We spent parts of September 30 and October 1 in the pretty riverbank town of Dalyan, Turkey. Visitors come for the city’s setting on the placid Dalyan River, for the dramatic Lycian tombs hewn into the rock faces that dominate the town on the west bank of the river, for the ruins of ancient Roman city of Kaunos, and for broad Iztuzu Beach, which is also a natural nesting-ground for loggerhead turtles.
We arrived late in the afternoon and decided to take advantage of the attractive river-side walk. Along the walk there are occasional small restaurants and bars, one of which provided us with some refreshments. The lack of large high end hotels added to the relaxing ambiance and since we were there just after the end of the tourist season the number of other tourists was reduced. All quite pleasant and relaxing.
There are many outdoor restaurants along the river in the main part of the town. As is often the case in Turkey our evening meal started with a plate of meze. Meze or mezze is a selection of small dishes served to accompany drinks and is often served at the beginning of multi-course meals. We quite enjoy sampling the various meze.
Pomegranates are a major crop in this area. The proprietor of our hotel provided us with a fresh glass of juice from trees on his property. Tasty. We stayed in the Yaprak Hotel. They were very helpful in planning our visit to the city. Highly recommended.
We took a boat ride up the river to explore Kaunos and some hot springs then returned down river to the Iztuzu beach. The Iztuzu beach is quite long with fine grey sand.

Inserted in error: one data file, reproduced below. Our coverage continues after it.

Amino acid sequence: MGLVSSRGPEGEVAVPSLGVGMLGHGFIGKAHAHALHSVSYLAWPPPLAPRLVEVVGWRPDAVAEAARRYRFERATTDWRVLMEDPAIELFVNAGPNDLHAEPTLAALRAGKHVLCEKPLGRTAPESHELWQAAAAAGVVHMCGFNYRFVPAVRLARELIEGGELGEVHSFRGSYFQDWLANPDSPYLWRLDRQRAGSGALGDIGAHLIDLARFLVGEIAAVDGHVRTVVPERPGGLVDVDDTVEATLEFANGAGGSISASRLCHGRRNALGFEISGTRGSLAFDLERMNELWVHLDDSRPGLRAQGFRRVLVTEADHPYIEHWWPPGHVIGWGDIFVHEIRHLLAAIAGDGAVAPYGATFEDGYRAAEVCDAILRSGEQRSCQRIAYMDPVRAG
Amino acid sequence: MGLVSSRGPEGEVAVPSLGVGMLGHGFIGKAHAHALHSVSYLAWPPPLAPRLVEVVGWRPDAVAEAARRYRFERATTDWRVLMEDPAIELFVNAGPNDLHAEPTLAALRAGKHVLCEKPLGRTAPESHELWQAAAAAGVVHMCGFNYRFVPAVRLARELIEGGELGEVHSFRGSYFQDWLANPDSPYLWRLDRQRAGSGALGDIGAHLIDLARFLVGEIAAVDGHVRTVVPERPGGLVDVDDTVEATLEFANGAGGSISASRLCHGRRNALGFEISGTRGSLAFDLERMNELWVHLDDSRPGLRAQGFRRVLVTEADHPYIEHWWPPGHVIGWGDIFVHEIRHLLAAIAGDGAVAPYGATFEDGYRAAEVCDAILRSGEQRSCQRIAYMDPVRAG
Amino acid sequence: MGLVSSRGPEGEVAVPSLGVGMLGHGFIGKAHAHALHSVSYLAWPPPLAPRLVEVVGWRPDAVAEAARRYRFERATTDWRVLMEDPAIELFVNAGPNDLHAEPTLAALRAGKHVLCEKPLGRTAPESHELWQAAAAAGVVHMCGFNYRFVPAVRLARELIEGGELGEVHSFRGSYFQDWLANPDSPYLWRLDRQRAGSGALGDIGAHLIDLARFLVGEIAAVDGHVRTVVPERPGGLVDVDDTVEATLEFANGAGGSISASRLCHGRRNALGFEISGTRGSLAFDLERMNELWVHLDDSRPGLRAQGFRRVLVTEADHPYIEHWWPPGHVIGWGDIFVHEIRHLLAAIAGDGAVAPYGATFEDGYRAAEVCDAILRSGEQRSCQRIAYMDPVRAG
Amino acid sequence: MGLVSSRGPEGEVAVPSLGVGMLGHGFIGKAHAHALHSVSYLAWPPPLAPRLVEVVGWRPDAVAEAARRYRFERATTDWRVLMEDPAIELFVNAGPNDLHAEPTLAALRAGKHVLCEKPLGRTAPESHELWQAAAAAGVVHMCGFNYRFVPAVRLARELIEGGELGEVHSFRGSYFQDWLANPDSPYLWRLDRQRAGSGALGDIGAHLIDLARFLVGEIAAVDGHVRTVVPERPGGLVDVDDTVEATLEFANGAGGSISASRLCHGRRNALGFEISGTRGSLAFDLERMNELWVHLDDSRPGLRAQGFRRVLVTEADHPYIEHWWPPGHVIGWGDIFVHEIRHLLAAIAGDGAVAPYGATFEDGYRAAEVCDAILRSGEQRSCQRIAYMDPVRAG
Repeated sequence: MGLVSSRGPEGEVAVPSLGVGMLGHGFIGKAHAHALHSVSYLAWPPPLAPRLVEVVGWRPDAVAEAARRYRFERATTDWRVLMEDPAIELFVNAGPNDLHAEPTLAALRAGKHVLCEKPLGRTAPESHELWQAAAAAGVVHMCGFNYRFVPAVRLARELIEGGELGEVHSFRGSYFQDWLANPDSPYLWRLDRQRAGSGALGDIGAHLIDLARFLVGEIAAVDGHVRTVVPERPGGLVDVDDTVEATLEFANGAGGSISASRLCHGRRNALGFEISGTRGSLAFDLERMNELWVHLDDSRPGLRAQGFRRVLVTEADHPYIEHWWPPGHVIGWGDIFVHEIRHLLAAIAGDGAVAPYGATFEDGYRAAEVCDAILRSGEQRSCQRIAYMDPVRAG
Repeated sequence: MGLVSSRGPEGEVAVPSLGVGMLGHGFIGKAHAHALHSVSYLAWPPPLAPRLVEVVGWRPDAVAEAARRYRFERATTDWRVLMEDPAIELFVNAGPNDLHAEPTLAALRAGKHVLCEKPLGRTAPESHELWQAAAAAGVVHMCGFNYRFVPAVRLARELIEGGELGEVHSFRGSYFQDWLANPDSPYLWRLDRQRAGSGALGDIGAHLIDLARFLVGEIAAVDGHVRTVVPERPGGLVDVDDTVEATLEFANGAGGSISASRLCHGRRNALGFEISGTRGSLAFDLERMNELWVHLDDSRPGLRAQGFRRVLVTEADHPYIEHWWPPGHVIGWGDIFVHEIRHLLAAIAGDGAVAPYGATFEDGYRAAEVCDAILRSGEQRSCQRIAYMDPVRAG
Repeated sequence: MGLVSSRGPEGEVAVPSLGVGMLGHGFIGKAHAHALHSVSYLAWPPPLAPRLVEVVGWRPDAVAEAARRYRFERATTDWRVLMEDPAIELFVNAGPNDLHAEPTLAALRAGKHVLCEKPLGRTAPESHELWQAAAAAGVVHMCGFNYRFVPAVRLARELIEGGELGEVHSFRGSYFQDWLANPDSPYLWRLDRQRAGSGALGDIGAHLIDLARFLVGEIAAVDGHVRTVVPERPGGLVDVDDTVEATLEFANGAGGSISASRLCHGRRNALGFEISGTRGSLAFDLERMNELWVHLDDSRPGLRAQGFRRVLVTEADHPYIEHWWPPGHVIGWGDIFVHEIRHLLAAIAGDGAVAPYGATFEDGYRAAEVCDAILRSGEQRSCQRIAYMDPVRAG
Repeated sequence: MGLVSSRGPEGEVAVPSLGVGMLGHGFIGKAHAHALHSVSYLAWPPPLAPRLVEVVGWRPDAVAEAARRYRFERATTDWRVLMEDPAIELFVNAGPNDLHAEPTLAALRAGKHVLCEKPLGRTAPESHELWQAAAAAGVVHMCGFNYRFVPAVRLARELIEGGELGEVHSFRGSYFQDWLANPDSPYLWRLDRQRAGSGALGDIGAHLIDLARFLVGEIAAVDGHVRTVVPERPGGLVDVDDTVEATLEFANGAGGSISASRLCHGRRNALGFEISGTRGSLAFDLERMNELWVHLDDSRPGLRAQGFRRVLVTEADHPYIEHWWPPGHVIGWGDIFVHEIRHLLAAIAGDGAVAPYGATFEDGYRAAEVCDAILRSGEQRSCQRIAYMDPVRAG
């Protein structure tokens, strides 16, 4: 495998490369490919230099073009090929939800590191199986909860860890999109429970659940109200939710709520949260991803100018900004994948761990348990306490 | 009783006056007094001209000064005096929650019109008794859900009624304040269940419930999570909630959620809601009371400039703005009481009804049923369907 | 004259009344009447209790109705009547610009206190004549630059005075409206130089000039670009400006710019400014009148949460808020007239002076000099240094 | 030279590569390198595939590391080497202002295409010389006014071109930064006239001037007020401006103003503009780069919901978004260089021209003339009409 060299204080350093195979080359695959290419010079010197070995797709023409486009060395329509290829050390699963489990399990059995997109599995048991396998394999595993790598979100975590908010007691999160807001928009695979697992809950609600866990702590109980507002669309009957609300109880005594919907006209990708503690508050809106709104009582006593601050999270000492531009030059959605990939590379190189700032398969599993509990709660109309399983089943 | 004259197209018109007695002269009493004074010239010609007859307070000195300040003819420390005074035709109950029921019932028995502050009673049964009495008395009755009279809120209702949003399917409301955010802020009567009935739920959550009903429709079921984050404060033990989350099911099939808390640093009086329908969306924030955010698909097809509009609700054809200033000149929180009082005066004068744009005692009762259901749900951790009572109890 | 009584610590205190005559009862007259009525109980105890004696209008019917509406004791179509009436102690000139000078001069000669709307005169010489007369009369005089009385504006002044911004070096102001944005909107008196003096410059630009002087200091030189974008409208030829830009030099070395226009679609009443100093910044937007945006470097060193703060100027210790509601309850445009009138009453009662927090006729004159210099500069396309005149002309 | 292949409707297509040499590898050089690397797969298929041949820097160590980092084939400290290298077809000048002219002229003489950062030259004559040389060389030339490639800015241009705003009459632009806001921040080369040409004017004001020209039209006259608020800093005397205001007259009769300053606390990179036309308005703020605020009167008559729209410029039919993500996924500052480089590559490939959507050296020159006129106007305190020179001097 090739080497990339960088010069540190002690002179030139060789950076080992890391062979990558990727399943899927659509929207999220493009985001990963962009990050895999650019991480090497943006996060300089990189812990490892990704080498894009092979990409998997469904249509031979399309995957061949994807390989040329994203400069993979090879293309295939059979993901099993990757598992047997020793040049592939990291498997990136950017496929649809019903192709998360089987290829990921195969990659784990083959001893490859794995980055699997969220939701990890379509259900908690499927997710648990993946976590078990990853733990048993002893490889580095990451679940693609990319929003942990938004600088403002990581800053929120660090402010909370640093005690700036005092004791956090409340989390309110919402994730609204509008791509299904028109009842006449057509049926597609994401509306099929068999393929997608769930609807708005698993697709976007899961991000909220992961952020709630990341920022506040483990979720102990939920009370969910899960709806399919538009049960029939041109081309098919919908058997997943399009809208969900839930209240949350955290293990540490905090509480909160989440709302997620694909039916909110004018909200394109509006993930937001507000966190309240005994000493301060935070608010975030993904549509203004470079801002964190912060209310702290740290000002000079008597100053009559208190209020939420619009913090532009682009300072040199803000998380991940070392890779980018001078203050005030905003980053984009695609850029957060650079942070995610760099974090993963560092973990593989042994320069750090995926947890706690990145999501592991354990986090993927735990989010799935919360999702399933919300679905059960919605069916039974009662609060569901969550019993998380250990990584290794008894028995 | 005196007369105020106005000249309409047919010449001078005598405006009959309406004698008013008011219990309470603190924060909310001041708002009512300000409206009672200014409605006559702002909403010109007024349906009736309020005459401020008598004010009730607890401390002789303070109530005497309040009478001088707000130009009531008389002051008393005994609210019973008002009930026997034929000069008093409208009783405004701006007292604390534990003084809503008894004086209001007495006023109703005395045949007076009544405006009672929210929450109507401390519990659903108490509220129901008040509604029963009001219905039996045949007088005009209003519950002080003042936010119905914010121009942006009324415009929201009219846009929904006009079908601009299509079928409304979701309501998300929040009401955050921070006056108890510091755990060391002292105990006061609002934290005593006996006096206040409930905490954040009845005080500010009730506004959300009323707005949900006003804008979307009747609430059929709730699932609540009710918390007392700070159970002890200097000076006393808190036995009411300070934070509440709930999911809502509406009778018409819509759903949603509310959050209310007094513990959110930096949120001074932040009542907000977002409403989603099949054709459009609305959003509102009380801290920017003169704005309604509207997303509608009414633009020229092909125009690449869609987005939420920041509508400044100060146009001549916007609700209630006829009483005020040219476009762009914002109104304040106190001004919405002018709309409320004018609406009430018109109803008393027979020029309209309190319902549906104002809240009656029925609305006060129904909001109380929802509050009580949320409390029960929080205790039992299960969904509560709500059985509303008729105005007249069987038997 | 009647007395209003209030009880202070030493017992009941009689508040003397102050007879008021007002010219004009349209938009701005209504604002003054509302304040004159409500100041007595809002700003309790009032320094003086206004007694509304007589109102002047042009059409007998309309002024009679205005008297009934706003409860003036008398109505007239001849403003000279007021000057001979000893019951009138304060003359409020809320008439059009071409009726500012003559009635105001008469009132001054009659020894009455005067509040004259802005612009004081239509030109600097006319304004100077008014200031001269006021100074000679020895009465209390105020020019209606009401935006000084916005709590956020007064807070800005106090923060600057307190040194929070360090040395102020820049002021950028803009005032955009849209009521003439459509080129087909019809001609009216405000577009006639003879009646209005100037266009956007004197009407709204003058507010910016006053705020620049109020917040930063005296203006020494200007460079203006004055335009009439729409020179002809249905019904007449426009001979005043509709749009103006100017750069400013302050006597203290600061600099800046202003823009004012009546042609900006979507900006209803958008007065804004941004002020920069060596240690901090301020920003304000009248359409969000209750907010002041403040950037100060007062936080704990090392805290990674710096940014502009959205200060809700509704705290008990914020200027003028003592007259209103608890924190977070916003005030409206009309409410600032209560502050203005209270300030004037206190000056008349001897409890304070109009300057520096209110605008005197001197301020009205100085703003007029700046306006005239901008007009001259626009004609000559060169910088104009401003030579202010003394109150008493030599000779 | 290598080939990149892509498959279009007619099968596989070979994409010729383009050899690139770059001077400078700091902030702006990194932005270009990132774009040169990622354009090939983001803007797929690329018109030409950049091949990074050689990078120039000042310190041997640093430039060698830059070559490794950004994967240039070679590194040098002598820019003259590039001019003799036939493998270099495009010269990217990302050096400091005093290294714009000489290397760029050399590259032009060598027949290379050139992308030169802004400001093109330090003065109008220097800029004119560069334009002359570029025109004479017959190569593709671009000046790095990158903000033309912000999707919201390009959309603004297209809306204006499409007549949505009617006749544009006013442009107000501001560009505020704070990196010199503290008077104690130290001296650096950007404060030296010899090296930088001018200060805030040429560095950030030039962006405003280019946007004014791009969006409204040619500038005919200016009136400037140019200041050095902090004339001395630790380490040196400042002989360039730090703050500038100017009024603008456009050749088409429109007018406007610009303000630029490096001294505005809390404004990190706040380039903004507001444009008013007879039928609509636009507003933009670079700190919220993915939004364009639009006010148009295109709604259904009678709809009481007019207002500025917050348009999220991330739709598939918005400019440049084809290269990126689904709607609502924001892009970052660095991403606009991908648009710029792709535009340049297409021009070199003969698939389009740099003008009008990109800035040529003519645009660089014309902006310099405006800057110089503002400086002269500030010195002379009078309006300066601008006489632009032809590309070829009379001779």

Kaunos was an important sea port, the history of which is supposed to date back to the 10th century BC. Because of the formation of Iztuzu Beach and the silting of the former Bay of Dalyan (from approximately 200 BC onwards), Kaunos is now located about 5 miles inland from the coast. Since the city was no longer on the coast it was slowly abandoned. None of the architectural finds at Kaunos date back to earlier than 4th century BC. Interpreting the structures in the town requires considerable archaeological knowledge since the city was used by several groups during its existence–Persians, Greeks, Romans and Turkish. Each group added buildings sometimes reusing existing materials or modifying existing structures.
Ellen and I enjoy the diverse craft beers so common in the US. In our travels in Europe we have not found this level of diversity. Usually just 1-3 of the same beers at any bar or restaurant. Furthermore while the beers are fine they are not to our taste. On the river walk in Dalyan we encountered a small bar that advertised some ‘craft’ beers. We were intrigued enough to sit down give them a try. We both selected a red ale. We enjoyed. Looking the the label I realized why it was called a red ale–the only ingredients were hops and beets! Just read that beet juice is good for your health. Healthy Beer.